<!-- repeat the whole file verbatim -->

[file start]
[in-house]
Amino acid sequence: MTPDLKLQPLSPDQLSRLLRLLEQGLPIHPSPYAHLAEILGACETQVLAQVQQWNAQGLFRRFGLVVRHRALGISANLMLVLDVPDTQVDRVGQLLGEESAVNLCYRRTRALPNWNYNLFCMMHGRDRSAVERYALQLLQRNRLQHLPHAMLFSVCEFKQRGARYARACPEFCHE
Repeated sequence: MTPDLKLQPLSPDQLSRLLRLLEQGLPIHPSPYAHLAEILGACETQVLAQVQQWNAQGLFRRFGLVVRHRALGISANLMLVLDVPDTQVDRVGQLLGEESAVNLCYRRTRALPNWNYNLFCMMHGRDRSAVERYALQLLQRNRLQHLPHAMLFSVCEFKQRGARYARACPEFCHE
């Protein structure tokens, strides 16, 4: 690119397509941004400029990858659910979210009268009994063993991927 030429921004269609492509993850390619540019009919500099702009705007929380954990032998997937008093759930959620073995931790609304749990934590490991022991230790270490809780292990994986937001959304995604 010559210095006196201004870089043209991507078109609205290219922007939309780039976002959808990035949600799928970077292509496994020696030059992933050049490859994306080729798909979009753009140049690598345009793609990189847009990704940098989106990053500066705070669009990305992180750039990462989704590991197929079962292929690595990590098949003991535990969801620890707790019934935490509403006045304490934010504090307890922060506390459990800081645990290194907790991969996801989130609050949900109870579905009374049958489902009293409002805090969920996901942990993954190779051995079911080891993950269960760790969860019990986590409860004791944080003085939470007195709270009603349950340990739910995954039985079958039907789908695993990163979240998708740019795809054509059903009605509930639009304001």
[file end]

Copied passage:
[in-house]
Amino acid sequence: MTPDLKLQPLSPDQLSRLLRLLEQGLPIHPSPYAHLAEILGACETQVLAQVQQWNAQGLFRRFGLVVRHRALGISANLMLVLDVPDTQVDRVGQLLGEESAVNLCYRRTRALPNWNYNLFCMMHGRDRSAVERYALQLLQRNRLQHLPHAMLFSVCEFKQRGARYARACPEFCHE
Repeated sequence: MTPDLKLQPLSPDQLSRLLRLLEQGLPIHPSPYAHLAEILGACETQVLAQVQQWNAQGLFRRFGLVVRHRALGISANLMLVLDVPDTQVDRVGQLLGEESAVNLCYRRTRALPNWNYNLFCMMHGRDRSAVERYALQLLQRNRLQHLPHAMLFSVCEFKQRGARYARACPEFCHE
């Protein structure tokens, strides 16, 4: 690119397509941004400029990858659910979210009268009994063993991927 030429921004269609492509993850390619540019009919500099702009705007929380954990032998997937008093759930959620073995931790609304749990934590490991022991230790270490809780292990994986937001959304995604 010559210095006196201004870089043209991507078109609205290219922007939309780039976002959808990035949600799928970077292509496994020696030059992933050049490859994306080729798909979009753009140049690598345009793609990189847009990704940098989106990053500066705070669009990305992180750039990462989704590991197929079962292929690595990590098949003991535990969801620890707790019934935490509403006045304490934010504090307890922060506390459990800081645990290194907790991969996801989130609050949900109870579905009374049958489902009293409002805090969920996901942990993954190779051995079911080891993950269960760790969860019990986590409860004791944080003085939470007195709270009603349950340990739910995954039985079958039907789908695993990163979240998708740019795809054509059903009605509930639009304001």